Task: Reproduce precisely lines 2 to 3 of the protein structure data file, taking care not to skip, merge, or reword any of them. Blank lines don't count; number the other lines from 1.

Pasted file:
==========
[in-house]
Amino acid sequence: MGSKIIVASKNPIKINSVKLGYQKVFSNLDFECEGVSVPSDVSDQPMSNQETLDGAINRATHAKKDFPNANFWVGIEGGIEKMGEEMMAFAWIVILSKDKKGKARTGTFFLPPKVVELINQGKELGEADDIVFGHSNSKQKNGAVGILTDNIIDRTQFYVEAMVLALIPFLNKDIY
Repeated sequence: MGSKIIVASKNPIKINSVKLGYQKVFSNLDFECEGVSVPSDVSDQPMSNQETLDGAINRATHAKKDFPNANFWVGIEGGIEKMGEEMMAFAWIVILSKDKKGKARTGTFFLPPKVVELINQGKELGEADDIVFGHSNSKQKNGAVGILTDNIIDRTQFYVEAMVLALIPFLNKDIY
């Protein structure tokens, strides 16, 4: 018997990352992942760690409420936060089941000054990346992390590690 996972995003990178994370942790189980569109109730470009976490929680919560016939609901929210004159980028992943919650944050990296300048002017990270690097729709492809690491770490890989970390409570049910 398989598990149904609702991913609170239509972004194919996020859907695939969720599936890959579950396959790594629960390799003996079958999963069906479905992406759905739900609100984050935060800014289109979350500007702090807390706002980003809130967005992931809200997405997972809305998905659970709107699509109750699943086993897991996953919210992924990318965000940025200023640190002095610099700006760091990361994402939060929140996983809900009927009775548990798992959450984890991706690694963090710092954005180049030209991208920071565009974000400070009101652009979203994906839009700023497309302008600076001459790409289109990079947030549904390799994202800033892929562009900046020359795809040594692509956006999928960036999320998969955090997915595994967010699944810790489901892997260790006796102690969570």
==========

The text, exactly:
Amino acid sequence: MGSKIIVASKNPIKINSVKLGYQKVFSNLDFECEGVSVPSDVSDQPMSNQETLDGAINRATHAKKDFPNANFWVGIEGGIEKMGEEMMAFAWIVILSKDKKGKARTGTFFLPPKVVELINQGKELGEADDIVFGHSNSKQKNGAVGILTDNIIDRTQFYVEAMVLALIPFLNKDIY
Repeated sequence: MGSKIIVASKNPIKINSVKLGYQKVFSNLDFECEGVSVPSDVSDQPMSNQETLDGAINRATHAKKDFPNANFWVGIEGGIEKMGEEMMAFAWIVILSKDKKGKARTGTFFLPPKVVELINQGKELGEADDIVFGHSNSKQKNGAVGILTDNIIDRTQFYVEAMVLALIPFLNKDIY